Summer Sunday: Father's Day

IMG_2404Father’s Day. What does it actually mean? Mother’s Day has clear, crisp expectations: flowers followed by brunch followed by more flowers. But dads lack that stock celebration.

As a child, I remember making homemade cards, baking enormous cake-sized cookies, and giving my father the ubiquitous tie every year. But Telluride men don’t need that many ties and after a while, gifts like that can feel, well, a little flat.

I’ve tried to help my daughters out, Googling cool Father’s Day gift ideas, yet I always end up feeling slightly repelled. In this age of the de-clutter mantra, it feels strange to try and acquire more junk.

But that’s not the only reason I’m turned off. Part of me doesn’t entirely understand the holiday. Is it a day about love? Or a day about gifts? There’s something in me that wants it to lean towards the former rather than the latter, to be a day that’s about more than things.

IMG_2405For this Father’s Day, my husband, Andy, didn’t have much of choice of how he spent it or what gifts he received. I had kicked him and our two daughters out of the house. I had one final graduate school paper to write and between the end of school craze and the arrival of summer, I hadn’t had a moment to even start it.

All things being said, he embraced the challenge graciously. He talked of taking them on a backpacking trip. Of Mt. Princeton Hot Springs. Of checking out the Salida River Festival.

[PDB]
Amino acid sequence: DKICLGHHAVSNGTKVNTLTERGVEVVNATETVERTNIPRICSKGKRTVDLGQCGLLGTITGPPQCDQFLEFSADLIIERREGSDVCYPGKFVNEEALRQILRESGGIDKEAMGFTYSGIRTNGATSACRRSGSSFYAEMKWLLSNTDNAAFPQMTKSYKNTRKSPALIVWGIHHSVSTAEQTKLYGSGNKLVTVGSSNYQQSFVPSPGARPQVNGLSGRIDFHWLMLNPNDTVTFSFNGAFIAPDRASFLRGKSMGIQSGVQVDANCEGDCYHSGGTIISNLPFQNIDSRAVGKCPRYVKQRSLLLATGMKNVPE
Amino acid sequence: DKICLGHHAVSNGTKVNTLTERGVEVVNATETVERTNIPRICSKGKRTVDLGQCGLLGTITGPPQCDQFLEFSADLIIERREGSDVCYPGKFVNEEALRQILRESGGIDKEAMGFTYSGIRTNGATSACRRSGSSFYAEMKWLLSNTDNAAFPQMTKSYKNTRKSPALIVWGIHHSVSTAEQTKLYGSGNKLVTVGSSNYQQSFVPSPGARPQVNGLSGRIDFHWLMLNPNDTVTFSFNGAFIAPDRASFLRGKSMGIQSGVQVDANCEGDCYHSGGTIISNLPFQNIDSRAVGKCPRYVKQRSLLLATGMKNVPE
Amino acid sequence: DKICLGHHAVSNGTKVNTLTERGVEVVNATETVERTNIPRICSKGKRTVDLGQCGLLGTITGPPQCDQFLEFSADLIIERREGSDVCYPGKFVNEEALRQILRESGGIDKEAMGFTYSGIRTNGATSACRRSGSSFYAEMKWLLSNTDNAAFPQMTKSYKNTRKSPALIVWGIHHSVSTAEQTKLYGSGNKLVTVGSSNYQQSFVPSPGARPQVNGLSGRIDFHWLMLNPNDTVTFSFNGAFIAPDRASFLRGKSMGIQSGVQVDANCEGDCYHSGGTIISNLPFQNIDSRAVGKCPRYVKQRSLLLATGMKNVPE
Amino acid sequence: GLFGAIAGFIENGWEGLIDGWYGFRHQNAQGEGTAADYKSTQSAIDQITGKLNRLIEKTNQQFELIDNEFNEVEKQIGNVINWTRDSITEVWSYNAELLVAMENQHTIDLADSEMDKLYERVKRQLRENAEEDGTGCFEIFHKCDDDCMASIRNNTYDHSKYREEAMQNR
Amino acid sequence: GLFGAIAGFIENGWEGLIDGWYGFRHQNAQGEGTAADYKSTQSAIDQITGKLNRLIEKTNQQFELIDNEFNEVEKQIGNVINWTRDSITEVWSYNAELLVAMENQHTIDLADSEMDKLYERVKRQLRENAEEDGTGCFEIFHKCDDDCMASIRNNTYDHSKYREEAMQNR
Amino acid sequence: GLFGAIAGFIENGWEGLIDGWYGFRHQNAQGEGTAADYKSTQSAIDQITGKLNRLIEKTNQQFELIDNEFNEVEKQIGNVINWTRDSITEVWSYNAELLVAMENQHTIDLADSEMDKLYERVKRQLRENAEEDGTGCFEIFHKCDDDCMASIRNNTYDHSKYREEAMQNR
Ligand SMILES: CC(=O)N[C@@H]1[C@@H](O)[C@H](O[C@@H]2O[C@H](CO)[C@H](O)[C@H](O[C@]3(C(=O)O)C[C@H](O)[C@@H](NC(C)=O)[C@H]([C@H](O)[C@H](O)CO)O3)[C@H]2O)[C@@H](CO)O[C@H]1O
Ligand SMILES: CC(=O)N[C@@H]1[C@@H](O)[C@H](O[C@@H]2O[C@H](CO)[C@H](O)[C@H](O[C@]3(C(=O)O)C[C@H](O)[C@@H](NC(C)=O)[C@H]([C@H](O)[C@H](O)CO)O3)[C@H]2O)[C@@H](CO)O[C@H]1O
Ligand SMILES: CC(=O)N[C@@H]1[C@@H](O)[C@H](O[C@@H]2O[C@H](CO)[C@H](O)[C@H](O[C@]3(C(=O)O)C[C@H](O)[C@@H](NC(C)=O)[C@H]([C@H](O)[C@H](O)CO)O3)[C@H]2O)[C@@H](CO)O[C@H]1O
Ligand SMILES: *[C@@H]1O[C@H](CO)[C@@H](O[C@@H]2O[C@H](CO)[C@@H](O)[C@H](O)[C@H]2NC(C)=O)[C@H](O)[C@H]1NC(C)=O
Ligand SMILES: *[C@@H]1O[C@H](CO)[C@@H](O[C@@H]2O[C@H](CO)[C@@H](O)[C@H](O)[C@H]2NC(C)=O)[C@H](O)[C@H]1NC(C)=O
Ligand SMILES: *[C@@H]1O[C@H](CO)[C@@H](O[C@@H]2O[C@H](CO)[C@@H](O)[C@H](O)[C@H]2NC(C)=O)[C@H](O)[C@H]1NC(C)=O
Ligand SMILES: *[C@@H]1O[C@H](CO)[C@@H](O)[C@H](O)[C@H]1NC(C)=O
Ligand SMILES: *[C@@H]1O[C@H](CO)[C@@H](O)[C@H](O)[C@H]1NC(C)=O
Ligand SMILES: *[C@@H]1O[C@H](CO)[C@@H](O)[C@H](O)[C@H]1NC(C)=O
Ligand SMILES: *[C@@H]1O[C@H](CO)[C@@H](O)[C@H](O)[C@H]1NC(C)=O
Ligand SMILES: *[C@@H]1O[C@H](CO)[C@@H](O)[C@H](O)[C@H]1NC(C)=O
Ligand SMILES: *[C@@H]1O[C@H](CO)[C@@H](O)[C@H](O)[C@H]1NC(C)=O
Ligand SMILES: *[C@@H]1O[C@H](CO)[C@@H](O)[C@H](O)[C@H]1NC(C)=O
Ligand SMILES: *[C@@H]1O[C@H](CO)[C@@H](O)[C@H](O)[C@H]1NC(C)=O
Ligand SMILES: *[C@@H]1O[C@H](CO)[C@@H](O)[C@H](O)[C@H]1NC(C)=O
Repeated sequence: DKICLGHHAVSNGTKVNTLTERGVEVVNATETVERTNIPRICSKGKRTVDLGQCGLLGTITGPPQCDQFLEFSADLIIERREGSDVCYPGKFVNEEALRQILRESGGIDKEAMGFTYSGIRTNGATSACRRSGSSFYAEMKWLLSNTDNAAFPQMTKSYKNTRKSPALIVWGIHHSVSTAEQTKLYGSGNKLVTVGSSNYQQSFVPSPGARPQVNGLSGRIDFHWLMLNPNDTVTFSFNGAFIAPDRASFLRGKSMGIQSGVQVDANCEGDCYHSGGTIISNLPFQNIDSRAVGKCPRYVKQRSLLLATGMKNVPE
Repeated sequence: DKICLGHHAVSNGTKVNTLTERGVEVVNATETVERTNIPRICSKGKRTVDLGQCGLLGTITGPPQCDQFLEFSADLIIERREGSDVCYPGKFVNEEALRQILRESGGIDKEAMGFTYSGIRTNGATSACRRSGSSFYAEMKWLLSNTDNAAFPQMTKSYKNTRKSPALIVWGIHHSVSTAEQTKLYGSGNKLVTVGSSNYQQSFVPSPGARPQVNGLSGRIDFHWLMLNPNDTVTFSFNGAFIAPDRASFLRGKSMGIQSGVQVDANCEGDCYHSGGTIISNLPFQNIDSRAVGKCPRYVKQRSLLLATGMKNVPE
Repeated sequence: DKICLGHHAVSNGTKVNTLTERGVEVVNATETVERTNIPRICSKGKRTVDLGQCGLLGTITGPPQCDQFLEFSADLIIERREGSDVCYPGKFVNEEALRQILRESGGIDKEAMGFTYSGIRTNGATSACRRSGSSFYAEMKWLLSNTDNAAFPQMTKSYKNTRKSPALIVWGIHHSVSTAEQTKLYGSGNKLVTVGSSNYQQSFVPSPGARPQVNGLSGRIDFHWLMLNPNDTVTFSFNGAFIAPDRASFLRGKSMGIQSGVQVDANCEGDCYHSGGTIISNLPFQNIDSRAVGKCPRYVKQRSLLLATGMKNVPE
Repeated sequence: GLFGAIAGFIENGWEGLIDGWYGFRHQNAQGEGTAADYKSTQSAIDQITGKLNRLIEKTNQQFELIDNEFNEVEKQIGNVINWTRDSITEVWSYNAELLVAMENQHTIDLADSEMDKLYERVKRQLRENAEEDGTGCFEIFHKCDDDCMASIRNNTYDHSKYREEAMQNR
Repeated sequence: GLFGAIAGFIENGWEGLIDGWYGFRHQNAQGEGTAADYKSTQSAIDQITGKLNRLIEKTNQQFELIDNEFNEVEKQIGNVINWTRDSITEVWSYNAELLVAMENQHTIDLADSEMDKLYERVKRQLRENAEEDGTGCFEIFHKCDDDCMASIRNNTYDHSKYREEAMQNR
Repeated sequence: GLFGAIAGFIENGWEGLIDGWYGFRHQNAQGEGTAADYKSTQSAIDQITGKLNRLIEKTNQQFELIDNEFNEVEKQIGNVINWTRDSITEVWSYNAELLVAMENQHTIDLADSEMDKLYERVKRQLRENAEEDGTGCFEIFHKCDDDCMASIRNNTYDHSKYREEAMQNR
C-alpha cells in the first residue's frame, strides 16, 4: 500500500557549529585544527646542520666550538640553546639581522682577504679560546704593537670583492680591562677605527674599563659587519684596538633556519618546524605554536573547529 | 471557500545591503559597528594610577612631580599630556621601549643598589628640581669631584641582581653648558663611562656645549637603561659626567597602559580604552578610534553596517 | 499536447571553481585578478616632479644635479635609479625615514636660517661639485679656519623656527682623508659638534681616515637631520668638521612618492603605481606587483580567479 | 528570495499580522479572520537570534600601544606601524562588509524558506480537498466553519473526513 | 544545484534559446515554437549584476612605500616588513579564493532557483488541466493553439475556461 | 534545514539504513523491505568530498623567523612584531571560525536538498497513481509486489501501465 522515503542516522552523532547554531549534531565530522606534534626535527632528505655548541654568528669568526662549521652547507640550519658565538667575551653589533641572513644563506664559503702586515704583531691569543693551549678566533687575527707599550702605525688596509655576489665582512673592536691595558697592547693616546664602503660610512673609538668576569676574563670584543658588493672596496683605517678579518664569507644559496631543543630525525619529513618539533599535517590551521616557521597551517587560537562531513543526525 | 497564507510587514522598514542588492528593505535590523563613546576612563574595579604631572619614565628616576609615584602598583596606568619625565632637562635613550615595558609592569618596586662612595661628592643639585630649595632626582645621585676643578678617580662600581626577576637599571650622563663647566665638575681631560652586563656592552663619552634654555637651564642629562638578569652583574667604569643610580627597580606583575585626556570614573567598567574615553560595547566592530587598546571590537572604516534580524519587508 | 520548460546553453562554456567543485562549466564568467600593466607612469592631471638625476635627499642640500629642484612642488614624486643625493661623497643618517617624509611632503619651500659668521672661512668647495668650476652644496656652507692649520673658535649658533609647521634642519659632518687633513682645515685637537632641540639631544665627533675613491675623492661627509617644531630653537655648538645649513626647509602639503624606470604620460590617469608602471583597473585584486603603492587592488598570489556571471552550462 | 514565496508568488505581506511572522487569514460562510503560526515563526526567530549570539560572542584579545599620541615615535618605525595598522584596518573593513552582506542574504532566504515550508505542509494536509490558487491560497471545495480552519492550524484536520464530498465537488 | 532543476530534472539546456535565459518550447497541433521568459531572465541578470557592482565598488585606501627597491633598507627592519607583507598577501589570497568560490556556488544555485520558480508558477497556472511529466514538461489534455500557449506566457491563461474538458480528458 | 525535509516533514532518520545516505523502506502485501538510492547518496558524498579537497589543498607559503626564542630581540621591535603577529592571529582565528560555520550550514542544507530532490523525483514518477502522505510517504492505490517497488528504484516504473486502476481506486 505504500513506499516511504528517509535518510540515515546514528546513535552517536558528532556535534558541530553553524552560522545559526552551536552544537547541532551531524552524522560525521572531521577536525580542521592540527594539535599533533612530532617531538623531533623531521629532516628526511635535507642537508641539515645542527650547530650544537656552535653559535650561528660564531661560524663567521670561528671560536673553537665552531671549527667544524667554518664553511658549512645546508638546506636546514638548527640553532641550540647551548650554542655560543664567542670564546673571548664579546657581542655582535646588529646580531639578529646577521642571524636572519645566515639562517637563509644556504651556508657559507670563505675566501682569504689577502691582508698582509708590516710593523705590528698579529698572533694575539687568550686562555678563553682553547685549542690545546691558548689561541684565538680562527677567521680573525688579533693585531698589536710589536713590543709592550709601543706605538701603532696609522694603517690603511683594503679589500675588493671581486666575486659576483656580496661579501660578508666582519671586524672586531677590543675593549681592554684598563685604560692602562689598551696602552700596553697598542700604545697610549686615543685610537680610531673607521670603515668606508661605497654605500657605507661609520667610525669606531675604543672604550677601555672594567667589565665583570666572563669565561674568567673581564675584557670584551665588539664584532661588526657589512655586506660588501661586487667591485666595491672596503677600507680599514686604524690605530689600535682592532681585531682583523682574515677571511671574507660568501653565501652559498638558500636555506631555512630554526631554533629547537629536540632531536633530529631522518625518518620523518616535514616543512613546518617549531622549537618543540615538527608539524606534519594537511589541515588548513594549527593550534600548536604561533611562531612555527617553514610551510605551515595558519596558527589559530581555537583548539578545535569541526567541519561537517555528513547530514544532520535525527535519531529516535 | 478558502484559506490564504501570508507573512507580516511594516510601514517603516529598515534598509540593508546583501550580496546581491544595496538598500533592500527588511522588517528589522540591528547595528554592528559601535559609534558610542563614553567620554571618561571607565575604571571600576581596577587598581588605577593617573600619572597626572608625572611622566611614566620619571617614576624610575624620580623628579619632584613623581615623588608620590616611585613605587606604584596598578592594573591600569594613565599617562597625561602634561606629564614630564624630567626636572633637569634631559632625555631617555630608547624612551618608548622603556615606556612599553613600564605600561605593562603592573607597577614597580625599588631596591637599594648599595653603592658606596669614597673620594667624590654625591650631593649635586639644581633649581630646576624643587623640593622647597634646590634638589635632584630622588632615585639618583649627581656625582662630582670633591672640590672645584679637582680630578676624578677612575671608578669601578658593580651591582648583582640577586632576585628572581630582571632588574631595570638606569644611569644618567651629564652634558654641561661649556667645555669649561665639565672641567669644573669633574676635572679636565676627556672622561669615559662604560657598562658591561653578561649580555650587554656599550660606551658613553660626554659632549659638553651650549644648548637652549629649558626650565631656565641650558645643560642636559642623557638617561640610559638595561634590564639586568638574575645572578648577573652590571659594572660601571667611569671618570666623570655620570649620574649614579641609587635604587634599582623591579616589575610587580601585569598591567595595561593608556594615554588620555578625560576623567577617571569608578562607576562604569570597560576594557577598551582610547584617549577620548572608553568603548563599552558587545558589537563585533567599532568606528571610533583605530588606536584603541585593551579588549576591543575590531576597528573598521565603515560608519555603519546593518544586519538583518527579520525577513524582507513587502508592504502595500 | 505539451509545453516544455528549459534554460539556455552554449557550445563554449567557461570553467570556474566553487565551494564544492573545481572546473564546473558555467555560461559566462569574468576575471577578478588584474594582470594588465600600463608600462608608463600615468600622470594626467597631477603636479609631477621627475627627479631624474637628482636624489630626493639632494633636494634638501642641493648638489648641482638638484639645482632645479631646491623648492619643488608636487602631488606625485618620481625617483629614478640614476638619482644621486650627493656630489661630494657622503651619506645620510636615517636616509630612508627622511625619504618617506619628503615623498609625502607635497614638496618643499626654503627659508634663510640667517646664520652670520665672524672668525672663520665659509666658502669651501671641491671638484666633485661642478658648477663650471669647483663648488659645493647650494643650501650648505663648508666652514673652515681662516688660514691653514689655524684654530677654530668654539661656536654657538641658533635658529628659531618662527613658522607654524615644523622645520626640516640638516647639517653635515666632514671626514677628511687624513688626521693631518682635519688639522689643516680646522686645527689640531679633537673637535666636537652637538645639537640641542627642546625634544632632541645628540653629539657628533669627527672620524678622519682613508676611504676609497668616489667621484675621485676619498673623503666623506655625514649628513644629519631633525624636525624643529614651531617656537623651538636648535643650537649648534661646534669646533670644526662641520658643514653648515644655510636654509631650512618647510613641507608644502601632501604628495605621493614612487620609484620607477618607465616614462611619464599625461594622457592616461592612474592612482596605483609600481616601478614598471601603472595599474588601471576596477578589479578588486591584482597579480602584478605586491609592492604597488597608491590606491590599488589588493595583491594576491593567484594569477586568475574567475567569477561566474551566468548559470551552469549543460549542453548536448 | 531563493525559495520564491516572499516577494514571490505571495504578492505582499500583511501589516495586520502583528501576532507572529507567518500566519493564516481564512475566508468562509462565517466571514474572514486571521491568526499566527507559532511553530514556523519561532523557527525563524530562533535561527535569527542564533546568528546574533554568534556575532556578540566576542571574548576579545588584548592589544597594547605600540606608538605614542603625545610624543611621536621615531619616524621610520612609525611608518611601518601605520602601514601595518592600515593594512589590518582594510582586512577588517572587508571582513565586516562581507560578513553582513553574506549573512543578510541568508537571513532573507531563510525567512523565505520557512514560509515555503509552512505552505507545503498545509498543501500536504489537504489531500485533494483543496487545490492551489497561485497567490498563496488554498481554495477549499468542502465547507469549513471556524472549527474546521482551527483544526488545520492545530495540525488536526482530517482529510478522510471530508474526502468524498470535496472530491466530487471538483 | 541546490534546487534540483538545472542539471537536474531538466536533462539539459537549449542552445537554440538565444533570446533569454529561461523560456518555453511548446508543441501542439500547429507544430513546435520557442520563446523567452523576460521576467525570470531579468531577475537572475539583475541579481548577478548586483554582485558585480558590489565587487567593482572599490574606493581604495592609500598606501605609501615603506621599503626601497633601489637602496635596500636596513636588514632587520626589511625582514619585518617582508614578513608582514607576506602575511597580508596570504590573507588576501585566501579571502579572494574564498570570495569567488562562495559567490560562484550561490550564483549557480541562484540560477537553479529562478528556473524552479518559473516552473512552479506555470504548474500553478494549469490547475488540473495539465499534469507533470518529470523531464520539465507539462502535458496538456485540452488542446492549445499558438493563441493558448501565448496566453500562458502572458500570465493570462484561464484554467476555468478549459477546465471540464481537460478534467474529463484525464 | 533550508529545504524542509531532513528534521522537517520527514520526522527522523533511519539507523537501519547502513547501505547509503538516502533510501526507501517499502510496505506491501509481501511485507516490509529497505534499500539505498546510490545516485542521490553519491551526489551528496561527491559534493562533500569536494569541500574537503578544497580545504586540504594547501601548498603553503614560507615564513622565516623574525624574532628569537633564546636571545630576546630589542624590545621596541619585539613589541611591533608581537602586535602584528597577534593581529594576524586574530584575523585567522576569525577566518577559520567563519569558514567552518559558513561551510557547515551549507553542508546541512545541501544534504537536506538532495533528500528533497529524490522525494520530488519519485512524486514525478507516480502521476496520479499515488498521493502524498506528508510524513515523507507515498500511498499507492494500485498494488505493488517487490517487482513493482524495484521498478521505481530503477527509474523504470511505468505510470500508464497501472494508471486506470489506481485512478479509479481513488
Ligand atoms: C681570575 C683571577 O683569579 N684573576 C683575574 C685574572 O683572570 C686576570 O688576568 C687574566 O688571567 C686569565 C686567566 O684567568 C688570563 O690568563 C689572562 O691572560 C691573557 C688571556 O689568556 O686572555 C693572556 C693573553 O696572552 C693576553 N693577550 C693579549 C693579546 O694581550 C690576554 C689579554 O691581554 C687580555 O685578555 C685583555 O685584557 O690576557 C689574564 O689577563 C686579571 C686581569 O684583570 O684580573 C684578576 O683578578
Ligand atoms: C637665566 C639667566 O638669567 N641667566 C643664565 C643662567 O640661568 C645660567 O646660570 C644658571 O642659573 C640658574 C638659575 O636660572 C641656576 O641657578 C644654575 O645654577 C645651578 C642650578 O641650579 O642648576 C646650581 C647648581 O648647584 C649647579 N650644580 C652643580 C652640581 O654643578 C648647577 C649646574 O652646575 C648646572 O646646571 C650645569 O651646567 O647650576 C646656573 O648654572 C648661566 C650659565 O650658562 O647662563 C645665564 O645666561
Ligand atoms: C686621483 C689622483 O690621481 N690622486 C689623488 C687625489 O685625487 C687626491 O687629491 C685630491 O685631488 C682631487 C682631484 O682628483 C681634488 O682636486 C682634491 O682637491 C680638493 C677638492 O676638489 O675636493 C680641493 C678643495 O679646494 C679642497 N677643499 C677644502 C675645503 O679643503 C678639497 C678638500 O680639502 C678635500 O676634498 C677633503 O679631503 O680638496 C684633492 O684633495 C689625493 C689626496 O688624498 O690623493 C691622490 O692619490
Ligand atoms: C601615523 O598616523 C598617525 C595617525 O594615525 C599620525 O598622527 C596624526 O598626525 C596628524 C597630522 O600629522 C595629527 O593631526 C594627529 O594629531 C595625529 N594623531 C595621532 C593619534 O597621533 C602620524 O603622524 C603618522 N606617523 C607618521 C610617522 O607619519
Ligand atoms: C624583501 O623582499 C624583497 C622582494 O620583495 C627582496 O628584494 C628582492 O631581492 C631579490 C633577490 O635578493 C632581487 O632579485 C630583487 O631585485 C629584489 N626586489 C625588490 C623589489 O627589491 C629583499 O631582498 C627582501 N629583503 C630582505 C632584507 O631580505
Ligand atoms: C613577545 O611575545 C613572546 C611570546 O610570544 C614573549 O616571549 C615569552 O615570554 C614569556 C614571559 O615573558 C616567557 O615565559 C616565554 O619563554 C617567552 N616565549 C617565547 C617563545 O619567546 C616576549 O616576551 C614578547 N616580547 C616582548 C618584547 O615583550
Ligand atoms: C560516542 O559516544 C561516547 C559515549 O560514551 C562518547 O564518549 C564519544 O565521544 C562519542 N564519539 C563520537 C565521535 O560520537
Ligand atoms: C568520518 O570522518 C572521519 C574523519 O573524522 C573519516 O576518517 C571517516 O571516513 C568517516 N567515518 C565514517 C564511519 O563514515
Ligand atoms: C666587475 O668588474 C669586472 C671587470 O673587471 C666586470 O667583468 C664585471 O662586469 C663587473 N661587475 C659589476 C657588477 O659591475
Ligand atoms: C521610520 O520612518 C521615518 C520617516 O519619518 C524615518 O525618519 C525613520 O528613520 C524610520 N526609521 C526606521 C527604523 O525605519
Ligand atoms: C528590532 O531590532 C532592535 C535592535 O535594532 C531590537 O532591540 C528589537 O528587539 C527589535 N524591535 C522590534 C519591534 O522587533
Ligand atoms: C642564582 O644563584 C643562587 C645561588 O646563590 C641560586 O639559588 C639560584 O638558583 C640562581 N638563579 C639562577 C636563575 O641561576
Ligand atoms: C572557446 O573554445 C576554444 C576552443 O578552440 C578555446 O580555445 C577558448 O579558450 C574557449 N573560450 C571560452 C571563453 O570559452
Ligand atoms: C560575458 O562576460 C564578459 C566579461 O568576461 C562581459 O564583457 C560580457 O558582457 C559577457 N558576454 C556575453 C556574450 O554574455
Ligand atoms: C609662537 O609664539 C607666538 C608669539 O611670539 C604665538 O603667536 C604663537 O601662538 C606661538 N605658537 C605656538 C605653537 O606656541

But although he sounded optimistic, I knew he was overwhelmed. He had been even busier than I had. Between editing grade reports and writing his own, finishing up administrative duties at school and holding final meetings, he hadn’t had a second to plan.

I tried not to meddle, tried not to worry, even when I saw the car still parked at the Telluride Mountain School lot at 3 p.m., when they were supposed to leave at 11 that morning. The girls are fine, I said to myself. He’s fine. This is my weekend to write.

But it’s hard not to worry as a mom. It’s one of the things we do best.

I stopped by the school. He’d called to say they’d forgotten the first aid kit, so I had a good excuse.

“So, have you thought about where you might go?”

I tried to sound casual, but the truth was I was routing for something close by. I worried about them going all the way to Salida for only a night.

“I don’t know. Ophir Pass just opened up.”

“So you could drive that and camp out near Durango?”

“Exactly.”

“Sounds cool,” I said, again trying to keep the ball in his court, trying not to sound too anxious.

Yet, when they finally pulled out an hour later, driving our old Land Cruiser, I raised my fist in a silent cheer. If he was taking the truck, he was staying close. I could write up a storm and still have my babies back by sundown the following day. Space, but not too much space.

IMG_2406Hours later, darkness closed in on the western sky. The house felt impossibly quiet. I hesitated, then finally texted: “How was the pass?”

No response. It means they’re having a good adventure, I assured myself. But something tugged at me all night, like a branch that grabs ahold of you in the forest.

In the morning, I awoke to these three photos, snow piled high on either side of the car, wide smiles spread across their faces. I picked up the pencil and continued to write, happy that they’d found their own adventure and happy it was one they found together.

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